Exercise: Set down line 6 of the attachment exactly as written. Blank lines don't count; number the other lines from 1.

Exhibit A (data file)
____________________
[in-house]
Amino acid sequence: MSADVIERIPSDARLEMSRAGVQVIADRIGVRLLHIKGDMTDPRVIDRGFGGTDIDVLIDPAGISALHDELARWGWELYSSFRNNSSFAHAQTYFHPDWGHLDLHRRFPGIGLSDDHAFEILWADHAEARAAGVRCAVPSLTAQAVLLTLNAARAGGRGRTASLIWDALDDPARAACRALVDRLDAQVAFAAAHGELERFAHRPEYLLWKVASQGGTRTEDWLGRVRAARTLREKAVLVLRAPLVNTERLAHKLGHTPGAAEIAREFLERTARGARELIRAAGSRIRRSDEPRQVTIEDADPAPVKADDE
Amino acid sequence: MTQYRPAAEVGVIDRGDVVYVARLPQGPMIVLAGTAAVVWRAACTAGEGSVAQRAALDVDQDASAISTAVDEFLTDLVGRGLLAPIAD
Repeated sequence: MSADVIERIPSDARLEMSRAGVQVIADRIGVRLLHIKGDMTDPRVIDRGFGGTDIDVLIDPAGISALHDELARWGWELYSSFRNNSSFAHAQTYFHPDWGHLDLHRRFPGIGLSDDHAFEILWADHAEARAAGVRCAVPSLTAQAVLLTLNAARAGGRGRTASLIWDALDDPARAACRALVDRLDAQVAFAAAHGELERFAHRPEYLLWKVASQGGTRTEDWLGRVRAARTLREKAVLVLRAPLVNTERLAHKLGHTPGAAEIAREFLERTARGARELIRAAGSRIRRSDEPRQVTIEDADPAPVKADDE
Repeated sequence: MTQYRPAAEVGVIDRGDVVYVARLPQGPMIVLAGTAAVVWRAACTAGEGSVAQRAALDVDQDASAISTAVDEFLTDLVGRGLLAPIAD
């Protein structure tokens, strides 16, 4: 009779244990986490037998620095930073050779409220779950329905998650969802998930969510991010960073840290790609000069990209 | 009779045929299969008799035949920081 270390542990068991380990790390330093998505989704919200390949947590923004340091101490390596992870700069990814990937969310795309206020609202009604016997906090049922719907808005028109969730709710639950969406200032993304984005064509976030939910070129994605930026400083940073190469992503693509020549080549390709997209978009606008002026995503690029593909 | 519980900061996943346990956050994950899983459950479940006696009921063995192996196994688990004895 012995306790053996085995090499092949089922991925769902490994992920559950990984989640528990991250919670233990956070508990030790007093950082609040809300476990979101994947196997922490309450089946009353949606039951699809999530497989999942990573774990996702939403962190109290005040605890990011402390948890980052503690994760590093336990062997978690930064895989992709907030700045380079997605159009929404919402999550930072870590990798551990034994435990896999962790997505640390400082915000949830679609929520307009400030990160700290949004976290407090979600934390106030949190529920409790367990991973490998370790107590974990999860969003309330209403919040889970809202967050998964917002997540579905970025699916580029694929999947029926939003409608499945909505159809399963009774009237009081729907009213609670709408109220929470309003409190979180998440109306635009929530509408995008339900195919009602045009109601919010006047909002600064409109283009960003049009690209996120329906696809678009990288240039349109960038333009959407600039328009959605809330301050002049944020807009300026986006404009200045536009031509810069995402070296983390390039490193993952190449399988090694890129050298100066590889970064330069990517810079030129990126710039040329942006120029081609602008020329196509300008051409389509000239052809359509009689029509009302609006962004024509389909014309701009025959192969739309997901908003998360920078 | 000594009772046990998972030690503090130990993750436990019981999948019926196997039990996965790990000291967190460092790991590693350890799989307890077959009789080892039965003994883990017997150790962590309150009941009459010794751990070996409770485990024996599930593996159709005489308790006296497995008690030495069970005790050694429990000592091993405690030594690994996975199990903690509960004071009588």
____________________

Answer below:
């Protein structure tokens, strides 16, 4: 009779244990986490037998620095930073050779409220779950329905998650969802998930969510991010960073840290790609000069990209 | 009779045929299969008799035949920081 270390542990068991380990790390330093998505989704919200390949947590923004340091101490390596992870700069990814990937969310795309206020609202009604016997906090049922719907808005028109969730709710639950969406200032993304984005064509976030939910070129994605930026400083940073190469992503693509020549080549390709997209978009606008002026995503690029593909 | 519980900061996943346990956050994950899983459950479940006696009921063995192996196994688990004895 012995306790053996085995090499092949089922991925769902490994992920559950990984989640528990991250919670233990956070508990030790007093950082609040809300476990979101994947196997922490309450089946009353949606039951699809999530497989999942990573774990996702939403962190109290005040605890990011402390948890980052503690994760590093336990062997978690930064895989992709907030700045380079997605159009929404919402999550930072870590990798551990034994435990896999962790997505640390400082915000949830679609929520307009400030990160700290949004976290407090979600934390106030949190529920409790367990991973490998370790107590974990999860969003309330209403919040889970809202967050998964917002997540579905970025699916580029694929999947029926939003409608499945909505159809399963009774009237009081729907009213609670709408109220929470309003409190979180998440109306635009929530509408995008339900195919009602045009109601919010006047909002600064409109283009960003049009690209996120329906696809678009990288240039349109960038333009959407600039328009959605809330301050002049944020807009300026986006404009200045536009031509810069995402070296983390390039490193993952190449399988090694890129050298100066590889970064330069990517810079030129990126710039040329942006120029081609602008020329196509300008051409389509000239052809359509009689029509009302609006962004024509389909014309701009025959192969739309997901908003998360920078 | 000594009772046990998972030690503090130990993750436990019981999948019926196997039990996965790990000291967190460092790991590693350890799989307890077959009789080892039965003994883990017997150790962590309150009941009459010794751990070996409770485990024996599930593996159709005489308790006296497995008690030495069970005790050694429990000592091993405690030594690994996975199990903690509960004071009588």